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From the article at movie web

Maybe the film struggled because of the loss of the first director, Seth Gordon, or maybe it is simply due to the difficulty of making a second film as good as or even better than the first.

Similarly, while many argue that Wayne’s World is a bad film (I personally love the childish, dumb but original humor of it), the sequel was terrible.  I just wish that one time, instead of using the same jokes and story line, that a comedy could continue on rather than losing its charm.

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A Nightmare on Elm Street (1984)

By Walker Rise

Over the weekend I saw the original A Nightmare on Elm Street (1984). The film is a definitely considered a classic in the horror genre. Wes Craven wrote and directed this incredibly original slasher film, which has since had seven sequels, a spinoff, and even a remake. I am not normally a big fan of horror films, but I did really enjoy this film. This film is by no means great, but is quite entertaining and scary. There are certainly ridiculous moments and the writing and acting are pretty bad at times, but its a fun watch.

The film is about a group of teenagers who begin having similar nightmares. In their nightmares they are in a creepy boiler room and are being chased by a man with a burned face and a glove with knives on the fingers. Then one night one of the teenagers actually dies after being attacked in the nightmare. They discover that the man was a real person named Freddy Krueger. The rest of the film follows the teenagers as they struggle to stay awake in order to stay alive and try to convince the adults of the town that Freddy really is hunting them through their dreams. This concept is quite scary because most associate sleep with peacefulness, and this film makes it the opposite. Today Freddy Krueger is probably considered one of the most iconic and terrifying horror movie villains of all time.

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Looking forward to DETROIT by Kathryn Bigelow

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Poster for Detroit, (2017.)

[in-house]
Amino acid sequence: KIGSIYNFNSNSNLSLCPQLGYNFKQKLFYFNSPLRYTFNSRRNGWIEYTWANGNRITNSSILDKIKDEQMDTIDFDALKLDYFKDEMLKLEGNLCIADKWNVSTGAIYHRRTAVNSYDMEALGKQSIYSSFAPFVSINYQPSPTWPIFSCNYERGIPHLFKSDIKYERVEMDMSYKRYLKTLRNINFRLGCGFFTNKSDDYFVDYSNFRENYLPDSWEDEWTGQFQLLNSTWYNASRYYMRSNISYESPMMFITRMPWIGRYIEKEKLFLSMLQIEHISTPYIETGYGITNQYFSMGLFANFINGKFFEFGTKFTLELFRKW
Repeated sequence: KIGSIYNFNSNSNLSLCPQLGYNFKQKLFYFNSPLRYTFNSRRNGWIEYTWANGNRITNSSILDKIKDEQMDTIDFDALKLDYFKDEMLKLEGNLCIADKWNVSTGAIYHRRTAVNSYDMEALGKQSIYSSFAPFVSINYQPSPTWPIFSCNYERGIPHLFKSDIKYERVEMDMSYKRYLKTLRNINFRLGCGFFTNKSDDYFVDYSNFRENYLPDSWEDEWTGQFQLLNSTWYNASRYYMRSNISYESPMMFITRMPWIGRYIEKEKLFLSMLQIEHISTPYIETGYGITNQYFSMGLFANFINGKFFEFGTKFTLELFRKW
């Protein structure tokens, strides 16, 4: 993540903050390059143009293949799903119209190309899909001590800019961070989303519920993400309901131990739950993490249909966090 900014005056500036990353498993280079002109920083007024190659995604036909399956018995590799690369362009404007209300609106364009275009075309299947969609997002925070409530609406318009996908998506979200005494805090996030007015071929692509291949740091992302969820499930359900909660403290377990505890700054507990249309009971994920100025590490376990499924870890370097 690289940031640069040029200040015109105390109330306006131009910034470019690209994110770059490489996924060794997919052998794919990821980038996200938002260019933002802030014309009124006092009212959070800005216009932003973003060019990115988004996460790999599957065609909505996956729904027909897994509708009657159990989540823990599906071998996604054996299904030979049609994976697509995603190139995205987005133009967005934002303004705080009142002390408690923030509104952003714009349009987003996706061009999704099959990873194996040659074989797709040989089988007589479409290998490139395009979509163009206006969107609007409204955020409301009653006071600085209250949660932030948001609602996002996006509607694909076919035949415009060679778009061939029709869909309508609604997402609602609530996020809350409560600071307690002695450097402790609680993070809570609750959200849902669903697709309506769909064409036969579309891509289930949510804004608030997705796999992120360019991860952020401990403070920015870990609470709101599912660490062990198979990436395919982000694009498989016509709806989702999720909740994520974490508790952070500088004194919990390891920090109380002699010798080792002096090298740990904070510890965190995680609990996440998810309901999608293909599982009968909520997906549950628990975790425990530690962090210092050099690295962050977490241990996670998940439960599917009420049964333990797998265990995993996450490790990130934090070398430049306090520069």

By Kevin Yu

Scheduled for a release on August 4 this year, Detroit is Kathryn Bigelow’s latest feature film. I actually does not know her very well. I have only seen two of her movies, The Hurt Locker and Zero Dark Thirty, but these two instantly became two of my all time favorites. So when I heard there is going to be a new one this year, I follow all the information I can.

On the left hand side is a poster, and here is the trailer.

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13 Reasons Why – The Power Of Hannah Baker’s Death Scene

I recently wrapped up the series premiere of 13 Reasons Why, the Netflix program based on Jay Asher’s book that I read back in eighth grade. The story, for those who don’t know, is about 17-year-old Clay Jenson who receives thirteen tapes his former classmate, Hannah Baker, recorded with the thirteen reasons behind her choice to end her life. While the show takes places during the awkward, petty, dramatic years of high school, it explores the dark issues like bullying, sexual assault, and suicide that prevail in young adults. It is definitely a heart-wrenching watch.

Read no further if you don’t want to hear about the final episode, when Hannah Baker’s actual death is finally shown.

The final episode hit like a brick wall. Previously, Hannah’s suicide had been alluded to or half-shown in Clay’s hallucinations. It has never been explicitly put before the viewer. That all changes when Clay confronts Mr. Porter and Hannah’s final hours are recounted.

I have seen a lot of films. I have seen a lot of blood. I have seen a lot of implied suicide scenes in television and movies. But this – this scene I could not watch in full. I had to avert my eyes or pace around to make it through.

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Still from Hannah Baker’s death scene

This is hands-down the most potent, graphic suicide scene in all films or programs I have seen. You watch Hannah fill the bathtub, sink in fully clothed, and drag the razors along her forearms. You see each cut, each spurt of blood. You hear her ragged breathing as she slowly bleeds out into the water, some of it splashing out and staining the white tiles pink. There is no merciful cutaway to spare the viewer any of Hannah’s pain. It is a completely unglamorized view of suicide, in a world that sometimes forgets to acknowledge the reality of taking one’s life.

This scene, according to Jay Asher, was integral in driving home the true meaning of suicide in the hopes of changing young viewers’ perspectives on the sometimes romanticized act.